The Oakland-San Francisco Bay Bridge, the Bay Area Toll Authority’s busiest bridge, was expected to reopen today after it was closed earlier in the week when five tons of recently replaced steel supports fell into traffic and damaged cars.

The Bay Bridge is being replaced at a cost of $6.3 billion because officials don’t think it can handle the biggest California earthquakes. Parts of the bridge collapsed in the 1989 Loma Prieta earthquake. BATA sold $1.3 billion of Build America Bonds this week to finance the latest phase of the project.

The closure of the bridge Wednesday disrupted commutes and led to a new round of headlines in local papers about the “bungled bridge.” The project has been beset by rising cost estimates and has been slowed by the need to keep traffic flowing during construction.

The bridge crosses the San Francisco Bay via Yerba Buena Island, and the island is a bottleneck in the construction process that requires engineers to construct parts of the new bridge on territory currently occupied by the old bridge.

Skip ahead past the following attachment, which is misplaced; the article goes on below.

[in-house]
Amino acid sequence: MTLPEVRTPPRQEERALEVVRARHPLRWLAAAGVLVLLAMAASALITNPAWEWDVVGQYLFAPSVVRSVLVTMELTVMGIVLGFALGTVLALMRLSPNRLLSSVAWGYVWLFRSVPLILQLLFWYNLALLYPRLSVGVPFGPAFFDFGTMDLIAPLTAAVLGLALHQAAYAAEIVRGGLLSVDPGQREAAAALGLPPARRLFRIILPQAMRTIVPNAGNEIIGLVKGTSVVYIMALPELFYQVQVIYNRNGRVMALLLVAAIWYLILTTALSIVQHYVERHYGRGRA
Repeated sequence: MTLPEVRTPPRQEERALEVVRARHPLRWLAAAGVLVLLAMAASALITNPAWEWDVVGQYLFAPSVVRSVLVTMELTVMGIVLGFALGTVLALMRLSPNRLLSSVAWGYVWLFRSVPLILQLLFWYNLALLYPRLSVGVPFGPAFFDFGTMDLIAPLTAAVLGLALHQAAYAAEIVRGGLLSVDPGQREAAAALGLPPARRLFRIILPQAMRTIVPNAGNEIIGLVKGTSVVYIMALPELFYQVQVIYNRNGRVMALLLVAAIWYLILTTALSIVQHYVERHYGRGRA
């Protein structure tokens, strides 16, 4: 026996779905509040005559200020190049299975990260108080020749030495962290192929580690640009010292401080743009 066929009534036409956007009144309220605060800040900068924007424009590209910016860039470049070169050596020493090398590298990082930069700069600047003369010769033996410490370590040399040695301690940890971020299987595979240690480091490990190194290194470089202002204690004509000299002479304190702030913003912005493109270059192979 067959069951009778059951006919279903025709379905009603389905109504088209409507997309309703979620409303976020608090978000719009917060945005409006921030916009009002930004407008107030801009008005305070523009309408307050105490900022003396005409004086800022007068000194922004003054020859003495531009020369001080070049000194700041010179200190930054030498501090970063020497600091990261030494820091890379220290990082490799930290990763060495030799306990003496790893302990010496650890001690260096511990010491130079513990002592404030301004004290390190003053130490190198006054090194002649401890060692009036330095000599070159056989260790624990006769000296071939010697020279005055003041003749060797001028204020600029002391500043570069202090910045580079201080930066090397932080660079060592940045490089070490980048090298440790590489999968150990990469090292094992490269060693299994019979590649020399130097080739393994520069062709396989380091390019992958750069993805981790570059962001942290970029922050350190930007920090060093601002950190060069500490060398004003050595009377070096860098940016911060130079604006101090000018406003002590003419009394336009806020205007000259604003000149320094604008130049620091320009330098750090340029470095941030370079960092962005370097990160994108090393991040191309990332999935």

Over Labor Day weekend, construction crews constructed a temporary turn in the bridge to allow them to begin construction on the new bridge’s approach to the island. During the complex project, engineers discovered a broken support on the old bridge and replaced it. The replacement parts failed this week. No one was injured.

A spokesman for Caltrans, the state transportation department that’s managing the construction effort, said the bridge would remain closed until safely repaired. Repairs were expected to be completed yesterday.

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